Melanie Meinzer was hungry. She stood at the deli counter in the grocery store, surveying the case bursting with the scents and colors of the many meats and cheeses. All she wanted was some sliced turkey. She thought hard, searching for the word, but she didn’t know it.
So she did the next best thing.
“Bird,” she said hopefully, in Arabic, to the bemused woman behind the counter. No response.
“Big…bird,” she tried again in the foreign tongue, now puffing her chest slightly and flapping her arms, like wings.
Another woman appeared, and the two conferred, smiling, with eyebrows raised. A few hand gestures and attempted French words later, it clicked: oh, turkey, said the dark-haired woman, and Meinzer nodded in relief. She left the shop, sliced turkey in tow, navigating the streets of Meknes on her way home to make dinner.
Eight weeks spent in Morocco on a Critical Language Scholarship was just one of many immersive experiences abroad for Meinzer, a Ph.D. candidate in the Department of Political Science whose focus is international relations. She’s one of the rapidly growing numbers of UConn students not only studying and doing research abroad, but also winning competitive national and federal support to do it. Their travels take them out of their comfort zones – and into the ranks of cultural ambassadors.
Since 2002, more than 60 UConn students have earned national scholarships and fellowships to study abroad. Since 2013 alone, there have been 30 winners, almost triple the amount in the decade before. In many cases, only 15 percent of applicants across the U.S. receive awards.
“Our students are realizing they have what it takes to play in this sandbox,” says LuAnn Saunders-Kanabay, Assistant Director of the Office of National Scholarships. “They’re realizing just how competitive they are.”
This year, a record eight UConn students won Fulbright awards to study in Bulgaria, India, Indonesia, Ireland, Nepal, Northern Ireland, Norway, and South Africa. In the spring of 2015, Emily Eaton ’15 (CLAS), a human rights and human development and family studies major, studied in South Africa, and rising senior Michael Nocera ’16 (CLAS), a biology major, studied in Australia – both on Gilman Scholarships, which aim to send U.S. undergraduates with financial need abroad.
Even learning Norwegian by living and working for two years in Norway after college didn’t prepare Meinzer for the shock of immersion into the Arab world. In Europe, she says, so many people speak English that there’s far less pressure compared with parts of the Middle East and North Africa. These “critical” languages, so titled by the U.S. Department of State, refer to languages that are underrepresented by U.S. language professionals, often because they are so radically different from English.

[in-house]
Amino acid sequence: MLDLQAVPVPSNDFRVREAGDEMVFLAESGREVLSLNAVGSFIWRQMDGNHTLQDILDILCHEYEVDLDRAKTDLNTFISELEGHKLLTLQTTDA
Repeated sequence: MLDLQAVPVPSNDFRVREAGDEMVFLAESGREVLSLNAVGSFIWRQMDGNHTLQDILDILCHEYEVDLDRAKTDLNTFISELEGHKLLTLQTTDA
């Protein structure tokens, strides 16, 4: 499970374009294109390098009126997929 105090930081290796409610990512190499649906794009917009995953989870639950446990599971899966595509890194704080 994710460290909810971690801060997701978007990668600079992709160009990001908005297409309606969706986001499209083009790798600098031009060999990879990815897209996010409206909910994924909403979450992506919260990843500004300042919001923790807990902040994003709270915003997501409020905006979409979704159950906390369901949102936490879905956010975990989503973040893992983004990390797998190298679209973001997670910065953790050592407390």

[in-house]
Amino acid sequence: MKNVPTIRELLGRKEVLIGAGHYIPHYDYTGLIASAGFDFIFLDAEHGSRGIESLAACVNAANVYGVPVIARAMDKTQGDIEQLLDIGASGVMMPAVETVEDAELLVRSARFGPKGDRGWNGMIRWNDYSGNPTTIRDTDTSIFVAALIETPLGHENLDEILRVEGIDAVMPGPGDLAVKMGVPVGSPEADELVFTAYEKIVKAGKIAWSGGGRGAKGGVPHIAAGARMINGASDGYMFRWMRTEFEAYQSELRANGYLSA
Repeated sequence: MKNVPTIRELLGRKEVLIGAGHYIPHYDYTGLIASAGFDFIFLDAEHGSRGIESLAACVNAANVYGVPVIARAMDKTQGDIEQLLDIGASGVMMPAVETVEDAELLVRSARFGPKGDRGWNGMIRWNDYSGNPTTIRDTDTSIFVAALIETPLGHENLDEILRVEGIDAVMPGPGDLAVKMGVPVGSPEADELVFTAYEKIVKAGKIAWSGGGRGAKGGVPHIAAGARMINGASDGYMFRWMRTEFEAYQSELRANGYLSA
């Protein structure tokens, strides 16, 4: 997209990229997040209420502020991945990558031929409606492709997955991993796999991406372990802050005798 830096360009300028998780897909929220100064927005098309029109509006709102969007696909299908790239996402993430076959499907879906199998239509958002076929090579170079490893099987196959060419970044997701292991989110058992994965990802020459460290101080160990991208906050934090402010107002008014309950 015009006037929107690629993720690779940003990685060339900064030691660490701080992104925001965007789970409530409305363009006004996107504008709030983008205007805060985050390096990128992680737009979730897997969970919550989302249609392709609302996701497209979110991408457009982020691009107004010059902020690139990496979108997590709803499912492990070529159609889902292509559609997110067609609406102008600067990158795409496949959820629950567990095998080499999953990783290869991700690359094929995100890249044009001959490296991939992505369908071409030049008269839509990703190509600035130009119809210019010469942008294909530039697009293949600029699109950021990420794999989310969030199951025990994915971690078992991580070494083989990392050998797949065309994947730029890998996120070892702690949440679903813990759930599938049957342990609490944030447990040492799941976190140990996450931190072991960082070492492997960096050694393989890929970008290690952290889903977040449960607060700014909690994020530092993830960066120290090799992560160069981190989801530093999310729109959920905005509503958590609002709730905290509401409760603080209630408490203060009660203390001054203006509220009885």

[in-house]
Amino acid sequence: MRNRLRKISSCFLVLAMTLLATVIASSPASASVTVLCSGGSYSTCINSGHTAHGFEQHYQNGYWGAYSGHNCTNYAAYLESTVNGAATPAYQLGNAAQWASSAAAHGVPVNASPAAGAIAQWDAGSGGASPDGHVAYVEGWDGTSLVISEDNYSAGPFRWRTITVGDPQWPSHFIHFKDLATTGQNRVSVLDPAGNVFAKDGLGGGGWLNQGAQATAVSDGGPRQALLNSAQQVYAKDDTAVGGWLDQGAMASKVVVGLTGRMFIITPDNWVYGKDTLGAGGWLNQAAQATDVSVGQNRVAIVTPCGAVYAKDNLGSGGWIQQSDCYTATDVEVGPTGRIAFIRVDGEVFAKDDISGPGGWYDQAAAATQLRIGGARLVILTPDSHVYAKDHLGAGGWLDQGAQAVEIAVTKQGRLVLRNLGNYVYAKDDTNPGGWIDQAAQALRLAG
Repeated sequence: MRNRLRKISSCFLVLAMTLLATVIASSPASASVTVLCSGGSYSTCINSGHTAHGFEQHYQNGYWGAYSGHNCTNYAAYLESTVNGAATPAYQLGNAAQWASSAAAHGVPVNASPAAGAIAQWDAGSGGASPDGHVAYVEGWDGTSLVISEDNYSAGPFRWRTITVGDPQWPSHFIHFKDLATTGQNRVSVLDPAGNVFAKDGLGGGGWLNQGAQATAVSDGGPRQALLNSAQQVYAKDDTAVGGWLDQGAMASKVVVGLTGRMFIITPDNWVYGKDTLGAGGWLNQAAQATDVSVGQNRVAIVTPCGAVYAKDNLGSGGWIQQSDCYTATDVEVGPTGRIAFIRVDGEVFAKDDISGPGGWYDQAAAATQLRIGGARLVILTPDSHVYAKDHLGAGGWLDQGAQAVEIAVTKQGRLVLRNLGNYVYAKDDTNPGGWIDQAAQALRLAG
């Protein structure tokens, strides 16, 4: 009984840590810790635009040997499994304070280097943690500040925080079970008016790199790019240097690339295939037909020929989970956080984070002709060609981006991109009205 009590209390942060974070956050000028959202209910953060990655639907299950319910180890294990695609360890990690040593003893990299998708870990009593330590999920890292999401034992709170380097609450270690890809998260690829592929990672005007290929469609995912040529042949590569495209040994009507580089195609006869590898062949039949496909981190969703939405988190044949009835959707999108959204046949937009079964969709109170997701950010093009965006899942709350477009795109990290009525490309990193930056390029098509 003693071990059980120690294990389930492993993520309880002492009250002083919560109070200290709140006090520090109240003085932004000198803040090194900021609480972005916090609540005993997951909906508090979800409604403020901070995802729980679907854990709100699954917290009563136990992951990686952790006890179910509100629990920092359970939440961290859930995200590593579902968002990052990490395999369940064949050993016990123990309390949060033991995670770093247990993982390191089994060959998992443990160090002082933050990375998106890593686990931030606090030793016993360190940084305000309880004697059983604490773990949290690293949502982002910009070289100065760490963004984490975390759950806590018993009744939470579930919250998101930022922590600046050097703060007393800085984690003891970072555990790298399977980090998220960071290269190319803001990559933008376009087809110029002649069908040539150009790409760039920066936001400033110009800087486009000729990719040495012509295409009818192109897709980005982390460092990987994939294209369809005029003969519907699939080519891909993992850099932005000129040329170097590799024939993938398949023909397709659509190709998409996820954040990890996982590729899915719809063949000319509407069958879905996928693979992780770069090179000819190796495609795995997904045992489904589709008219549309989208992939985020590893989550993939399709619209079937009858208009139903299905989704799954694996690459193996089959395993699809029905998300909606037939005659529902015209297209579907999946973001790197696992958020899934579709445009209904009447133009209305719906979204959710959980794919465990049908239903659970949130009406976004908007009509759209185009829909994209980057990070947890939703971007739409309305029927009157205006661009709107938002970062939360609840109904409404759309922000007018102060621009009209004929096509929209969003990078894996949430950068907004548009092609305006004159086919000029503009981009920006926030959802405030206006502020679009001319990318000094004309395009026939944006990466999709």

“You have a lot of these awkward exchanges, and sometimes it’s funny,” she says. “It really forces you to buckle down and learn that language.”
Henry Wolf VII, a graduate student in psychology, was drawn to UConn to study language with Jay Rueckl, associate professor of psychology and director of the new Brain Imaging Research Center. He received a Critical Language Scholarship to study Mandarin in Suzhou, China in the summer of 2015. He describes the daily four hours of classwork and one hour of tutoring as “brilliant.”
More than learning to speak with fluency, Wolf was motivated to learn other languages for use in his dissertation work. He studies language acquisition, the process by which children learn to speak, and he hopes to use Mandarin in his research.
“Language acquisition is, perhaps, one of the greatest traits humans evolved,” he says. “It can give us a window into the nature of intelligence.”
Meinzer was motivated to learn Arabic to further her interest in Middle East policy and issues of exclusion. This month, she traveled to the West Bank, where she will spend the 2015-16 academic year studying under a Boren Fellowship, awarded through the federal National Security Education Program to further education in languages underrepresented in the U.S.
She’ll be studying the impact of foreign aid on the Palestinian educational system. Scholars argue that education produced out of this aid is highly sterilized: that it normalizes the conflict, stifles the Palestinian identity and discourages Palestinians from being involved in public policy. All these effects are counterintuitive to peace, says Meinzer.
“Reading all the articles in the Journal of Palestine Studies still won’t help me understand what it’s actually like to be educated under occupation,” she says. “To really understand something, there’s no substitute for being there.”
Wolf’s dissertation work will make use of UConn’s new fMRI machine. The machine allows researchers to see which areas of the brain activate during specific tasks, like speaking a second language.
“I am most interested in understanding how the human brain processes language and developing computer simulations of those processes,” he says. He hopes to continue in language research after graduate school, perhaps going abroad to China.
After she completes her Ph.D., Meinzer will work for at least a year for the Federal government, part of the agreement for the Boren fellowship. She’s interested in serving as a refugee officer with the Department of Homeland Security, or a grants officer with the Department of State. Beyond her fellowships’ benefits to the federal government, she thinks it also plays a big role in chipping away at cultural problems, like inequality and discrimination issues in the U.S.
“When you have students going to more places, they can come back and help to break the mold of the Western culture we see all the time,” she says. “If you can relate to people in far-off places, you can bring that knowledge back and use it to defend against people with ill-informed ideas.”
By: Christine Buckley, College of Liberal Arts and Sciences
This story appears in the summer 2015 issue of CLAS Alumni News.